Here are ten tips for introducing your child to worship from FlyBy Promotions.
1. Attend a child-friendly church.
A church that invites children to attend worship, that has a children’s
time during worship or a service in which children are included, will
not mind the noise and commotion that comes with having young children
2. Bring your child to church on a day other than Sunday morning.
Call the church office and make an appointment with a pastor, Christian
education director, or church school teacher. Go on a tour of the church
facility, and locate the Sunday school rooms and bathrooms as well as
the sanctuary. Let your child explore the sanctuary, see how it feels to
sit in the pew, and leaf through the Bibles and hymnbooks. Look behind
the pulpit, Communion table, and baptismal font, and explain the use of
3. Take home a worship bulletin and go through the service at home.
Show your child that there are times to sit, to stand (and in some
places, to kneel), to sing, to pray, and to listen. If the Lord’s Prayer
is used, write down the words and let your child practice at home.
Prepare offering envelopes and let your child put money in the envelope,
and explain why the offering is important.
4. Play “Let’s go to church” at home.
Practicing the worship service at home will help your child feel more comfortable with what happens in worship.
5. Read the Bible and pray at home.
Purchase an age-appropriate Bible for your child and read the stories.
Let your child handle the Bible and encourage questions. You can explain
that the Bible is where we learn God’s story, and how we are part of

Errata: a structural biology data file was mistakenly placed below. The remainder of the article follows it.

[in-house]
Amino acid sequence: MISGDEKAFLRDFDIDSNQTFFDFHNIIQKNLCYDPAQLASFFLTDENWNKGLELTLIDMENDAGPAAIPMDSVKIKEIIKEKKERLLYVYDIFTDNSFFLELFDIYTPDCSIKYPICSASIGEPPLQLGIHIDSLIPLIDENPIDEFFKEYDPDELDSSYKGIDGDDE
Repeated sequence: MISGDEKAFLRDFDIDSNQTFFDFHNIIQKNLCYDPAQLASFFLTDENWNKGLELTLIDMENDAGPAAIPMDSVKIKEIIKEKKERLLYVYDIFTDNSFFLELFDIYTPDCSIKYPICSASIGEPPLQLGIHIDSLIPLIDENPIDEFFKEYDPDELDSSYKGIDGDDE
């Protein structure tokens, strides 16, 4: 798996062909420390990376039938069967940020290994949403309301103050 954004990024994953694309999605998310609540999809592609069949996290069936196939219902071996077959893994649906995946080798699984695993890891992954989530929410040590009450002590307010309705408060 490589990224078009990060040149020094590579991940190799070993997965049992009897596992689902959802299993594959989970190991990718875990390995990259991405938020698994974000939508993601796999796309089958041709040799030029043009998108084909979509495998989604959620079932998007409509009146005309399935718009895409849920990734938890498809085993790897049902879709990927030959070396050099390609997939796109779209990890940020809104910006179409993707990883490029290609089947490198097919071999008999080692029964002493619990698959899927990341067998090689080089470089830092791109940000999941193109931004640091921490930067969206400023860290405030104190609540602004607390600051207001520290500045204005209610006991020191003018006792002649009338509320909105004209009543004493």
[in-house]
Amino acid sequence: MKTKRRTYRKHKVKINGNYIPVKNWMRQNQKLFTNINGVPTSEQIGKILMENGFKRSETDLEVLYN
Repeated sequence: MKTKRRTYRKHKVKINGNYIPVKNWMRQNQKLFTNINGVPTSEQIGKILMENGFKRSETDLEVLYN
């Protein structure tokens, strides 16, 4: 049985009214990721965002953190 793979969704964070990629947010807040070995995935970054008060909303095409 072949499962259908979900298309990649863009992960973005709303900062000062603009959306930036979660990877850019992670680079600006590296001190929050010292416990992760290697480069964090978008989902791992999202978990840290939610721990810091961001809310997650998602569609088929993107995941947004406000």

that story. If you let prayer be a part of your everyday life, not just
something you do at church, your child will understand its importance.
6. Sit near an aisle or in a place where you can make an exit if needed.
If your child needs to go to the bathroom, or is feeling overly
stimulated or having a disruptive day, don’t be embarrassed. Walk your
child out of the sanctuary until she can work off a little energy, and
then come back in. This is much easier if you don’t have to crawl across
a row of other people in the pew!
7. Be prepared with a worship notebook or bag.
Many churches provide materials for children to use during worship, but
if not, bring your own supplies. Colored pencils can be used to mark the
parts of worship in the bulletin as you go through them one by one. Get
to church a few minutes in advance and use a bookmark to mark the hymns
that will be sung that day. Have some coloring pages from a Bible
coloring book for your child to color, or some blank pages for doodling.
This is not disrespectful, and can help your child listen more
attentively. Have the words of the Lord’s Prayer printed on a page for
the child to follow, if he or she is of reading age. Let your child draw
a picture of the anthem or hymns being sung, or the sermon, and give
this to the choir director or pastor afterwards.
8. Teach basic church etiquette.
Speak to people before and after worship, and teach your child how to
shake hands and greet others. If your child is shy, don’t force it, but
practice at home and let your child see you greeting others. Let the
child put the hymnbook and Bible away after use, and be sure to take
your bulletin with you, rather than leaving it in the pew. Meeting other
people and taking care of the church facility helps a child feel that
“This is my church!”
9. Get to know the pastor.
Pastors of child-friendly churches love to get to know the children of
the church. Introduce your child to the pastor after worship, and
participate in other church activities so that the pastor becomes a
friend and not a scary adult.
10. Don’t give up!
It may take awhile for your child to become comfortable in worship, and
to learn how to sit quietly. The best way for this to happen is to
attend worship on a regular basis. There may be days when it doesn’t go
well, but don’t let this stop you from coming the following week.
Practice makes perfect!